Does finding work come down to who you are, or where you live?
Laurent Gobillon, Thierry Magnac, Harris Selod, 19 March 2007
Local unemployment is seen as a key contributing factor in the riots that spread out of Paris to many low-income areas throughout France in 2005, and to similar events going back to the 1965 Watts riots in the US. The common conclusion drawn is that workers residing in distressed and isolated areas simply do not have enough job opportunities.
The authors of CEPR DP6198 and DP6199 focus on Paris to discover the effects of location on unemployment. They find that around 30% of the spatial disparities in duration of unemployment in Paris can be attributed to personal characteristics of workers, while around 70% can be attributed to characteristics of the local area.
Among the personal characteristics, nationality has the strongest effect with the rate of Africans and other non-European citizens finding employment between 45% and 66% lower than that of the French. Younger people, men and those without children experience shorter unemployment spells, as do those with a university degree.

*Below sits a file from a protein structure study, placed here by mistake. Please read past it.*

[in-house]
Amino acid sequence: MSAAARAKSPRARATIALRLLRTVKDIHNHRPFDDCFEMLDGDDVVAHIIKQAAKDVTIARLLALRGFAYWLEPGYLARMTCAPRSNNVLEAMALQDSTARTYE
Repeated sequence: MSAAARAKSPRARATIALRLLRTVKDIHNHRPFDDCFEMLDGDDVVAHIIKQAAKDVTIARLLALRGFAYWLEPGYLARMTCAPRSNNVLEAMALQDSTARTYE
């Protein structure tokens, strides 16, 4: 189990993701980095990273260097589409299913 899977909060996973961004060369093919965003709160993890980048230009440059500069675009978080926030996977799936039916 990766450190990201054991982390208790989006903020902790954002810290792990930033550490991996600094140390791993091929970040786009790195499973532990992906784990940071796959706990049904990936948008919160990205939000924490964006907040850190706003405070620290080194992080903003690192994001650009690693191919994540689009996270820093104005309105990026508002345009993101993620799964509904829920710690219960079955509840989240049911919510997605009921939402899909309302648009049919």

It is the local area characteristics, however, that account for the majority of the disparities in unemployment across the regions of Paris. To explore further, the authors look at both segregation and access to jobs. Segregation (by education, occupation or nationality) can have a negative effect on employment in poorer areas through (i) deterioration of the employability of workers due to increased social problems, peer-group effects or lower quality of education, (ii) deterioration of social networks, so unemployed workers are less likely to come into contact with job opportunities through personal contacts, and (iii) discrimination by employers based on the residential location of candidates, known as "redlining", an issue receiving increasing attention in France.
Access to jobs can effect employment as (i) workers may not hear about job opportunities far from their residencies, (ii) the costs of search may prevent workers from seeking jobs in distant places, and (iii) employers may be reluctant to recruit employees with long commutes.
The authors find that, in Paris, neighbourhood segregation prevents unemployed workers from finding a job, while job accessibility has less impact.
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